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Island Cruiser

Review - B2B on the PG - Good Decision

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Fred and I had the good fortune to enjoy a memorable back-to-back cruise on the Paul Gauguin beginning Saturday, May 21. We repeated the same cruise twice. At least the itinerary and menus and entertainers and the islands and most of the crew were the same. But the people, so important to every cruise, changed. The first sailing was party time as we traveled with an informal group of like-minded cruisers, marvelous spirited interesting adventurers all. It was depressing to stand on our balcony watching them leave the ship knowing the party was over (for now). But we met interesting people and made new friends on the second sailing. And since we weren’t absorbed in the affairs of our group, we took pleasure in enjoying our fellow passengers. It was fun to watch the crew give special attention to the honeymooners—there were at least six pairs—and the special anniversary folks. The weather was quite different on the two sailings. We saw high winds the first week. Some of the shore options and dives had to be canceled. The ship rolled and pitched when underway. Some people got sick. On the second sailing the winds and seas were calm. It was hot. We took full advantage of the three luxurious “motu days” that make sailing on the Paul Gauguin so special.

 

We’ve decided booking back-to-back on this trip is one of the best cruise decisions we’ve made. Both the ship and the itinerary are so extraordinary, seven days doesn’t do them justice. There is so much to see and do—off road treks, photo safaris, snorkeling, island tours, scuba diving (for others), carousing with the rays, swimming with the sharks, shopping, sailing, deep sea fishing, lounging on glorious motus—there is no way to pack it all into a week. Two weeks on board gives you the chance to sample much of this in luxurious leisure. Turn-around day in Papeete is bitter sweet. Old friends are packing and leaving. But new ones are about to board and you can sleep in, lounge about the ship and take in the interesting market place just a few blocks from the dock and easily explore on foot the shops and sites of Polynesia’s capital.

 

On every cruise there are highlights and personal favorites, surprises and disappointments. Let me share mine with you.

 

For me, like so many others, the highlights of my Paul Gauguin cruise were the motu experiences, the ship and the crew. I haven’t cruised in the Caribbean or any other tropical venue, but I would be willing to bet no ship sailing stages a beach party equal to the class and luxury of the Paul Gauguin party on Motu Mahana just north of the island of Tahaa. The motu is private, the exclusive domain of Paul Gauguin guests. The setting is magnificent, crystal clear shallow waters perfect for swimming, snorkeling and kayaking, welcoming white sandy beaches, lush palms and other tropical vegetation offering comfortable shade, with the lush green mountains of Tahaa framing the view across the waters to the south. All of this is of Nature’s hand. The crew of the Paul Gauguin proceeds ashore with kayaks and lounge chairs and thirty or more coolers of food and libations. The guests of the ship are then treated to the ultimate day-long beach party. As we step off the tender, we are greeted by a trio of musicians playing traditional Tahitian tunes. A beautiful hostess hands us a “welcome” glass of exotic punch. Two bars are already open offering a full range of complimentary beverages, one from a thatched hut on land and the other floating in the waters of the sheltered lagoon. We smell the aromas of the lavish barbecue being prepared and conclude “it can’t get any better than this.” The friendly, enthusiastic crew blends in among us tending to our whims while keeping the grounds litter free. Empty plates and glasses vanish in an instant. We hear the sounds of people splashing in the lagoon having the time of their life. The convenience station is a modern wooden structure that blends in with the environment. It offers flush toilets and a separate massage parlor. Yes, we can order a motu massage! The minutes of pleasure flash by. It is an experience we will never forget.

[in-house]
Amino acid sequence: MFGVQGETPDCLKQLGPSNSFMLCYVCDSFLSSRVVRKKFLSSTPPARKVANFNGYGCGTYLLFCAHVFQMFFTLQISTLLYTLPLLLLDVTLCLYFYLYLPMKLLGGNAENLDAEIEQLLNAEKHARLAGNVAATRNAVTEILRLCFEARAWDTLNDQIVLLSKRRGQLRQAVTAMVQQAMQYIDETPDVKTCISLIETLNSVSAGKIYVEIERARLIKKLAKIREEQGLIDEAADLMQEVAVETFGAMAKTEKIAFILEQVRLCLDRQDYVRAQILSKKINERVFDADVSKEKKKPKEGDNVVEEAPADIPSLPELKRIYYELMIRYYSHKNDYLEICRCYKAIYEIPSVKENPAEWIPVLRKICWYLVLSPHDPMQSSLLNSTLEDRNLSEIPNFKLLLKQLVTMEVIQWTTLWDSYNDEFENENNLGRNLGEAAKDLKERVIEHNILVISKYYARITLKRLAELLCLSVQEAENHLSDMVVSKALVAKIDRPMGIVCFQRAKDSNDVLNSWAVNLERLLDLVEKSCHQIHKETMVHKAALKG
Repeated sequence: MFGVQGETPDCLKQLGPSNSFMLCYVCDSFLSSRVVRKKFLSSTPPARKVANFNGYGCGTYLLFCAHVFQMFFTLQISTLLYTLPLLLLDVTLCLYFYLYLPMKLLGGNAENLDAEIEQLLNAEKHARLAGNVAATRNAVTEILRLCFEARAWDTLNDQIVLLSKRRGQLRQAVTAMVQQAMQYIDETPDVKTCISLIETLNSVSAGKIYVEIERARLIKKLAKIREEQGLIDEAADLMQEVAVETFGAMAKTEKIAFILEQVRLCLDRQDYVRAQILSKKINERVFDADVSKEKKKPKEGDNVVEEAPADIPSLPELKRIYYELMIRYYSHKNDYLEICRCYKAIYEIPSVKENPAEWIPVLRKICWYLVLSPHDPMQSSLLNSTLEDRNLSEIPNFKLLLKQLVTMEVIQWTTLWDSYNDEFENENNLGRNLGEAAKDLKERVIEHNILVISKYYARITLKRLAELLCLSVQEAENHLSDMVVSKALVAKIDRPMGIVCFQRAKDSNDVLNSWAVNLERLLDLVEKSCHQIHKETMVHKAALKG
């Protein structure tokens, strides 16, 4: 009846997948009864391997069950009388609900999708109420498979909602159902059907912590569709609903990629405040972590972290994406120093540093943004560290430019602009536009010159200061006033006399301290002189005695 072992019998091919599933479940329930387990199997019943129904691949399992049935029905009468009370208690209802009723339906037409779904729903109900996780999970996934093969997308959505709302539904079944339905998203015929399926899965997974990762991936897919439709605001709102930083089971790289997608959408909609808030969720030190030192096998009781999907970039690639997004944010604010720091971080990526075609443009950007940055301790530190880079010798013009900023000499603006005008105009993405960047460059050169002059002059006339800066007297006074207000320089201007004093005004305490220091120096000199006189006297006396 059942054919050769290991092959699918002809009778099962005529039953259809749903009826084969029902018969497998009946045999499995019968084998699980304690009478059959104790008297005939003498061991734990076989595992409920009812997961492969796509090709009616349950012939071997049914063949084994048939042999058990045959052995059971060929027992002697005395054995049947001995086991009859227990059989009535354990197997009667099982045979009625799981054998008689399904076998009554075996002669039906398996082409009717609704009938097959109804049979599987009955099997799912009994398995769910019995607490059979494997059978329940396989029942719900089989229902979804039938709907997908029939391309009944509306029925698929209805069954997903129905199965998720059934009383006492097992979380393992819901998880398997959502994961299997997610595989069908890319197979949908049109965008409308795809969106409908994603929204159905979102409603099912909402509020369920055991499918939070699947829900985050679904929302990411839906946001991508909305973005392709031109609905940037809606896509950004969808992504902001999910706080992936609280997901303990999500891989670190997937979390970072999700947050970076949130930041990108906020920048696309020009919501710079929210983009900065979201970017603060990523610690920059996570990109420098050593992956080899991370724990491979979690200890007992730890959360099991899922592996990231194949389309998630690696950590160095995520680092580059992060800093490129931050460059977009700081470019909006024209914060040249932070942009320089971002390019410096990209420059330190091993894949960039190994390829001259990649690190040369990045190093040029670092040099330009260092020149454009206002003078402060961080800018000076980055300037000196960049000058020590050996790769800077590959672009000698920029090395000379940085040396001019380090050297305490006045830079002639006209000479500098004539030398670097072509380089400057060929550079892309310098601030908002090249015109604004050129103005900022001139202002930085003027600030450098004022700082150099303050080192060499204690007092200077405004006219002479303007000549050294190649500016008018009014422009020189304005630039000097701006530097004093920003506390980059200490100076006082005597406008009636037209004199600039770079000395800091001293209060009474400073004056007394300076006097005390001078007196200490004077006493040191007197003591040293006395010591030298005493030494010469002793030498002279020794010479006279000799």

The Paul Gauguin herself is another of my cruise highlights. She is designed to sail the waters of the South Sea and she fits to a tee. She is not flashy, but comfortable and spacious. The Grand Salon is stylish with comfortable seats easily accommodating a full ship. L‘Etoile, the main dining room, is elegantly appointed. La Veranda, one of the alternative dining venues, offers large wrap around windows offering spectacular daytime views. You can dine there inside in air conditioned comfort or outside at comfortable deck tables. We enjoyed most of our morning and mid-day meals at the deck tables. To me, the best feature of the ship is the staterooms. Though we have been spoiled by the spacious standard cabins on the Radisson Voyager (306 sq. ft., plus balcony), we never felt cramped in Paul Gauguin’s standard cabin (202 sq. ft., plus balcony). The cherry cabinetry is beautiful and designed to maximize storage. We brought six fully packed bags onboard. Every item was easily stowed and out of sight. The elegant chrome and white marble trim bathroom also offered ample storage space. I think the secret of the stateroom design is judicious use of mirrors. The cabin was bright, well-lit, with a feeling of cozy spaciousness.